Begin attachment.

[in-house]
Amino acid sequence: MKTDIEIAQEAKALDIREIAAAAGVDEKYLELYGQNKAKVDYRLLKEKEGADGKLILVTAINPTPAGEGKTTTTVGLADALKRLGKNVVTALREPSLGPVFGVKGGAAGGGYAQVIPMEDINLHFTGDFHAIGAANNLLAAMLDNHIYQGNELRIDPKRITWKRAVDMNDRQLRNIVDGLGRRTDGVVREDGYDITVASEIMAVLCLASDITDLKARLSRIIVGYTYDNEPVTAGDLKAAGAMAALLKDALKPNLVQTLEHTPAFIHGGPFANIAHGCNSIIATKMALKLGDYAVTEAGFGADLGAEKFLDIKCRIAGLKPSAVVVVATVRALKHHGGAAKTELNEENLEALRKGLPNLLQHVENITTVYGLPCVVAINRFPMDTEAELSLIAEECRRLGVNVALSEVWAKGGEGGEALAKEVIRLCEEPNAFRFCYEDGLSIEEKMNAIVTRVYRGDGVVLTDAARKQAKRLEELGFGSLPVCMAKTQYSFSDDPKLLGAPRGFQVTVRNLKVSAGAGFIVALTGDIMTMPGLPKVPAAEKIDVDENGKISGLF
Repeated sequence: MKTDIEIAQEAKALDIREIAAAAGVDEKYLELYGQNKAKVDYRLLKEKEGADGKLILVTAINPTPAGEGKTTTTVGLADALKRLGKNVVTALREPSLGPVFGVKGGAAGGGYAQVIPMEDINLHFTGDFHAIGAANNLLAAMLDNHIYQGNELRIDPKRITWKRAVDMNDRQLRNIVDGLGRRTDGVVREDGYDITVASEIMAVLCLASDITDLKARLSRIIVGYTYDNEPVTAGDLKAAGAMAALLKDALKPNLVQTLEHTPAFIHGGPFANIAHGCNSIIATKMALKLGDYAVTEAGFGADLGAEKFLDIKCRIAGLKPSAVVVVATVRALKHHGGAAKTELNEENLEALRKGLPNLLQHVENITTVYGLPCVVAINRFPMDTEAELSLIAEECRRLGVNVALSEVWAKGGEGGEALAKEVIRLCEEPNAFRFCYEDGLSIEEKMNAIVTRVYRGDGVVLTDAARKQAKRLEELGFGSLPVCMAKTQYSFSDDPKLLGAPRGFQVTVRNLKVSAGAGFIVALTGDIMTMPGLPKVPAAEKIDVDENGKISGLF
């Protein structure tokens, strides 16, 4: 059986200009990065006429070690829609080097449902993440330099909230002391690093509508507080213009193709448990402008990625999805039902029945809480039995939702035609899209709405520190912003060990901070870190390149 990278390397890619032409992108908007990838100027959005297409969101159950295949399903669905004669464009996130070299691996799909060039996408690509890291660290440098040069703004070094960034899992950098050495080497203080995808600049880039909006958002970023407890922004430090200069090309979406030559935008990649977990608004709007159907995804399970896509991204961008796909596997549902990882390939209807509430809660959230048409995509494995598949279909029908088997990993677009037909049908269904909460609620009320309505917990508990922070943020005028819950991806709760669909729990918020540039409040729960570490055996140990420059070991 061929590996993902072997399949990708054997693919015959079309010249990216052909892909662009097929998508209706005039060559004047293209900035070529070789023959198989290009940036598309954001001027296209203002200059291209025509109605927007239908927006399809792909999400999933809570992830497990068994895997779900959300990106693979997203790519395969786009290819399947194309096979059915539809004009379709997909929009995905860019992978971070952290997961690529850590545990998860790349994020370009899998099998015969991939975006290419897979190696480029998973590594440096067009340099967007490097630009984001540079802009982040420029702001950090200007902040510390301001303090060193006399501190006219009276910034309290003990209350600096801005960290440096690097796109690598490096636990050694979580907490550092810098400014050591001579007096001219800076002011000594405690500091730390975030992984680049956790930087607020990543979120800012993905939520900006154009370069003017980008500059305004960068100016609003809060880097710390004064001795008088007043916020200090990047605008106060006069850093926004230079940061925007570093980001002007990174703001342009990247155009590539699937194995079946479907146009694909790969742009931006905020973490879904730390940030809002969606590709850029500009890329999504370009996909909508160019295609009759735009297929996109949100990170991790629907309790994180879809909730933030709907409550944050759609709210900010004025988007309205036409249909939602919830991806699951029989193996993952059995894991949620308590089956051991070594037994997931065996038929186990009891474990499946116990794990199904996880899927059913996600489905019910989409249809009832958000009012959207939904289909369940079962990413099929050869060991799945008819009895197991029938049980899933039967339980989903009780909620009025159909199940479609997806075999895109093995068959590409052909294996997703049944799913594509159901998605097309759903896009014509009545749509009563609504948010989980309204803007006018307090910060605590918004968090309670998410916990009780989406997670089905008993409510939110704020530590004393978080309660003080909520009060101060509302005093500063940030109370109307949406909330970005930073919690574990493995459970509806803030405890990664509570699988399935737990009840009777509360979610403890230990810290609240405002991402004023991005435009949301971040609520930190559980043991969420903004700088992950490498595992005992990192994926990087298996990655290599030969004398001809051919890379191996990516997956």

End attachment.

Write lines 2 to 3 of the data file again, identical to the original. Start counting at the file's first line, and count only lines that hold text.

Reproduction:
Amino acid sequence: MKTDIEIAQEAKALDIREIAAAAGVDEKYLELYGQNKAKVDYRLLKEKEGADGKLILVTAINPTPAGEGKTTTTVGLADALKRLGKNVVTALREPSLGPVFGVKGGAAGGGYAQVIPMEDINLHFTGDFHAIGAANNLLAAMLDNHIYQGNELRIDPKRITWKRAVDMNDRQLRNIVDGLGRRTDGVVREDGYDITVASEIMAVLCLASDITDLKARLSRIIVGYTYDNEPVTAGDLKAAGAMAALLKDALKPNLVQTLEHTPAFIHGGPFANIAHGCNSIIATKMALKLGDYAVTEAGFGADLGAEKFLDIKCRIAGLKPSAVVVVATVRALKHHGGAAKTELNEENLEALRKGLPNLLQHVENITTVYGLPCVVAINRFPMDTEAELSLIAEECRRLGVNVALSEVWAKGGEGGEALAKEVIRLCEEPNAFRFCYEDGLSIEEKMNAIVTRVYRGDGVVLTDAARKQAKRLEELGFGSLPVCMAKTQYSFSDDPKLLGAPRGFQVTVRNLKVSAGAGFIVALTGDIMTMPGLPKVPAAEKIDVDENGKISGLF
Repeated sequence: MKTDIEIAQEAKALDIREIAAAAGVDEKYLELYGQNKAKVDYRLLKEKEGADGKLILVTAINPTPAGEGKTTTTVGLADALKRLGKNVVTALREPSLGPVFGVKGGAAGGGYAQVIPMEDINLHFTGDFHAIGAANNLLAAMLDNHIYQGNELRIDPKRITWKRAVDMNDRQLRNIVDGLGRRTDGVVREDGYDITVASEIMAVLCLASDITDLKARLSRIIVGYTYDNEPVTAGDLKAAGAMAALLKDALKPNLVQTLEHTPAFIHGGPFANIAHGCNSIIATKMALKLGDYAVTEAGFGADLGAEKFLDIKCRIAGLKPSAVVVVATVRALKHHGGAAKTELNEENLEALRKGLPNLLQHVENITTVYGLPCVVAINRFPMDTEAELSLIAEECRRLGVNVALSEVWAKGGEGGEALAKEVIRLCEEPNAFRFCYEDGLSIEEKMNAIVTRVYRGDGVVLTDAARKQAKRLEELGFGSLPVCMAKTQYSFSDDPKLLGAPRGFQVTVRNLKVSAGAGFIVALTGDIMTMPGLPKVPAAEKIDVDENGKISGLF